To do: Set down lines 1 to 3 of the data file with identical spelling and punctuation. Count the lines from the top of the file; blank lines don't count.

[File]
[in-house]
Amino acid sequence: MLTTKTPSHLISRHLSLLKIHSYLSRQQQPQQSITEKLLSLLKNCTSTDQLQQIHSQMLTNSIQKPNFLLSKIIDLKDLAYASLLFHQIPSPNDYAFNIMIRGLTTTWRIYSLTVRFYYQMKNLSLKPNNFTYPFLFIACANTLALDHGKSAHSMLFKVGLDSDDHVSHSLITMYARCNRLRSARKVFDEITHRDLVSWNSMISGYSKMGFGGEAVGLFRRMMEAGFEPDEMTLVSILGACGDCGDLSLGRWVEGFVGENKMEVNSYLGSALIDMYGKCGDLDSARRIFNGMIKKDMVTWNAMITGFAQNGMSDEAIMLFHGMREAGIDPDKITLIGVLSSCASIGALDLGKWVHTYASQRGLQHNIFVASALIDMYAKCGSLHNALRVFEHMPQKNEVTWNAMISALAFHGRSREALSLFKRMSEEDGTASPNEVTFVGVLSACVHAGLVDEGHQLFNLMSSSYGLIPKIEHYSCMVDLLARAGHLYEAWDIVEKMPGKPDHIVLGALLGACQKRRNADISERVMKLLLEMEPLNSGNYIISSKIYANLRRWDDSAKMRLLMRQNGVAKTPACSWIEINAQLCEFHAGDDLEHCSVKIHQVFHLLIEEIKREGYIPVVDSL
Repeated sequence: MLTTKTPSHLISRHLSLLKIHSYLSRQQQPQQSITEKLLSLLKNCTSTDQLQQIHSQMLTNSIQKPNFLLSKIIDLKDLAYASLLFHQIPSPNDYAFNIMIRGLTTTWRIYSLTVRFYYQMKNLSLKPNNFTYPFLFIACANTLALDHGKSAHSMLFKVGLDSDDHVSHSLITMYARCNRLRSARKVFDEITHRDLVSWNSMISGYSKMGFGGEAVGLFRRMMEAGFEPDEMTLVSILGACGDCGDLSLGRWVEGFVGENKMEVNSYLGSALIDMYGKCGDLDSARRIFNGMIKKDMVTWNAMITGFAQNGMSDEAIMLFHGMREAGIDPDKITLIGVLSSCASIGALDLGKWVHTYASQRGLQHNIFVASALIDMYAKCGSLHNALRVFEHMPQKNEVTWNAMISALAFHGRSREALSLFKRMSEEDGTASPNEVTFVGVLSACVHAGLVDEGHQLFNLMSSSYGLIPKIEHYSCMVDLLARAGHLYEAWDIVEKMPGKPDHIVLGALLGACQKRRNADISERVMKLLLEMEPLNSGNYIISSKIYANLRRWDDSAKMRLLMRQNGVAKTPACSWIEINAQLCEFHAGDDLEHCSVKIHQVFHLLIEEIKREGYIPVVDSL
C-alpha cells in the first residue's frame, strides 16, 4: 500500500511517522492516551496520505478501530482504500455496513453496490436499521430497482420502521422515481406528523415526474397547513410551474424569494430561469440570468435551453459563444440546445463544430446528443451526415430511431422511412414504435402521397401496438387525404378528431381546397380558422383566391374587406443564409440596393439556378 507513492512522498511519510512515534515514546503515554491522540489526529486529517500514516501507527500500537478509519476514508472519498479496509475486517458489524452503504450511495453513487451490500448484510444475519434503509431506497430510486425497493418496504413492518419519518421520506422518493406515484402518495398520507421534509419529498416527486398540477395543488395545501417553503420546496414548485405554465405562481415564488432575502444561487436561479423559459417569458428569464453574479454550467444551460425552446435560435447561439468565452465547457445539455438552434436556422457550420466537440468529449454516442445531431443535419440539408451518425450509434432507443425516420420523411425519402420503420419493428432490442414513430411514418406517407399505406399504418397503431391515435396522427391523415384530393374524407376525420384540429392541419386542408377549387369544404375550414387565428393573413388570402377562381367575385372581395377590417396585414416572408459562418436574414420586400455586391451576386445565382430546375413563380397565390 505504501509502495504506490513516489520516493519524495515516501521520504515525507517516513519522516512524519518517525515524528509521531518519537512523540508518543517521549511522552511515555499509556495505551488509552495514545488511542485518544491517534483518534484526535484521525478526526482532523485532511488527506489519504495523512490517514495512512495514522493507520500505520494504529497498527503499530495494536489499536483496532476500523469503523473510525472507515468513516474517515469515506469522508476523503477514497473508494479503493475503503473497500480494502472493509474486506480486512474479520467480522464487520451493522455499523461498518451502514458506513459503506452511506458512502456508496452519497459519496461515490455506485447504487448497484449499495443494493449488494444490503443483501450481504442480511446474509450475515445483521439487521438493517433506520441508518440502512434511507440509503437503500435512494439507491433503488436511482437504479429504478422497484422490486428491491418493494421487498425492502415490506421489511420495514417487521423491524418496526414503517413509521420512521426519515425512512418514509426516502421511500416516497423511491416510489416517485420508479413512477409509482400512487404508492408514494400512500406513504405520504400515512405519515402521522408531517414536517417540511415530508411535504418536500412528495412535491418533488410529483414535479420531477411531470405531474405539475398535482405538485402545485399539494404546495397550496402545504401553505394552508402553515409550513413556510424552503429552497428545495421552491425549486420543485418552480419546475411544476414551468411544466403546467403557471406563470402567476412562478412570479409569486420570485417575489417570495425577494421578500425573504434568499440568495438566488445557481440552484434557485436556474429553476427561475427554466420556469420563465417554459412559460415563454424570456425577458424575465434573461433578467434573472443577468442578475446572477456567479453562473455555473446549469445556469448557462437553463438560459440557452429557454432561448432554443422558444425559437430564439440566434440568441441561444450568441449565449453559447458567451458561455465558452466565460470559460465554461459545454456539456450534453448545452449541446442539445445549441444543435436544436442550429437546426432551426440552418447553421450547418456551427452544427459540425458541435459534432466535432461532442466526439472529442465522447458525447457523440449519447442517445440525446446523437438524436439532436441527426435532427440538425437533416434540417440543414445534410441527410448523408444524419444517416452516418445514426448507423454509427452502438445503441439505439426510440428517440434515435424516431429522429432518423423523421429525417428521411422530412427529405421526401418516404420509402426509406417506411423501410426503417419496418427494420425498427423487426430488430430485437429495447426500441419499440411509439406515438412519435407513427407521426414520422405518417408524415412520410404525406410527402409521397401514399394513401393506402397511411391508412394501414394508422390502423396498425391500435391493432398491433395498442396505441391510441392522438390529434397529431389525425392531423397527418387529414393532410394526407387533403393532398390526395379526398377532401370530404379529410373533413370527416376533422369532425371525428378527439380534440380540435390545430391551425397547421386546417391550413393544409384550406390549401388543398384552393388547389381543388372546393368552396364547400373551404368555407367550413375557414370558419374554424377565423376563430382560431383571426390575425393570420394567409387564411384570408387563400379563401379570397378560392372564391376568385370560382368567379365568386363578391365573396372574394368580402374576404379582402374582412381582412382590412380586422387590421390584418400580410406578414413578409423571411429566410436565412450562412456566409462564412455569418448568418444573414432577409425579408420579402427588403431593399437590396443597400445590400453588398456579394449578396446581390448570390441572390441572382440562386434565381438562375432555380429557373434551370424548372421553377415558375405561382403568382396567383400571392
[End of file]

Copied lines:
[in-house]
Amino acid sequence: MLTTKTPSHLISRHLSLLKIHSYLSRQQQPQQSITEKLLSLLKNCTSTDQLQQIHSQMLTNSIQKPNFLLSKIIDLKDLAYASLLFHQIPSPNDYAFNIMIRGLTTTWRIYSLTVRFYYQMKNLSLKPNNFTYPFLFIACANTLALDHGKSAHSMLFKVGLDSDDHVSHSLITMYARCNRLRSARKVFDEITHRDLVSWNSMISGYSKMGFGGEAVGLFRRMMEAGFEPDEMTLVSILGACGDCGDLSLGRWVEGFVGENKMEVNSYLGSALIDMYGKCGDLDSARRIFNGMIKKDMVTWNAMITGFAQNGMSDEAIMLFHGMREAGIDPDKITLIGVLSSCASIGALDLGKWVHTYASQRGLQHNIFVASALIDMYAKCGSLHNALRVFEHMPQKNEVTWNAMISALAFHGRSREALSLFKRMSEEDGTASPNEVTFVGVLSACVHAGLVDEGHQLFNLMSSSYGLIPKIEHYSCMVDLLARAGHLYEAWDIVEKMPGKPDHIVLGALLGACQKRRNADISERVMKLLLEMEPLNSGNYIISSKIYANLRRWDDSAKMRLLMRQNGVAKTPACSWIEINAQLCEFHAGDDLEHCSVKIHQVFHLLIEEIKREGYIPVVDSL
Repeated sequence: MLTTKTPSHLISRHLSLLKIHSYLSRQQQPQQSITEKLLSLLKNCTSTDQLQQIHSQMLTNSIQKPNFLLSKIIDLKDLAYASLLFHQIPSPNDYAFNIMIRGLTTTWRIYSLTVRFYYQMKNLSLKPNNFTYPFLFIACANTLALDHGKSAHSMLFKVGLDSDDHVSHSLITMYARCNRLRSARKVFDEITHRDLVSWNSMISGYSKMGFGGEAVGLFRRMMEAGFEPDEMTLVSILGACGDCGDLSLGRWVEGFVGENKMEVNSYLGSALIDMYGKCGDLDSARRIFNGMIKKDMVTWNAMITGFAQNGMSDEAIMLFHGMREAGIDPDKITLIGVLSSCASIGALDLGKWVHTYASQRGLQHNIFVASALIDMYAKCGSLHNALRVFEHMPQKNEVTWNAMISALAFHGRSREALSLFKRMSEEDGTASPNEVTFVGVLSACVHAGLVDEGHQLFNLMSSSYGLIPKIEHYSCMVDLLARAGHLYEAWDIVEKMPGKPDHIVLGALLGACQKRRNADISERVMKLLLEMEPLNSGNYIISSKIYANLRRWDDSAKMRLLMRQNGVAKTPACSWIEINAQLCEFHAGDDLEHCSVKIHQVFHLLIEEIKREGYIPVVDSL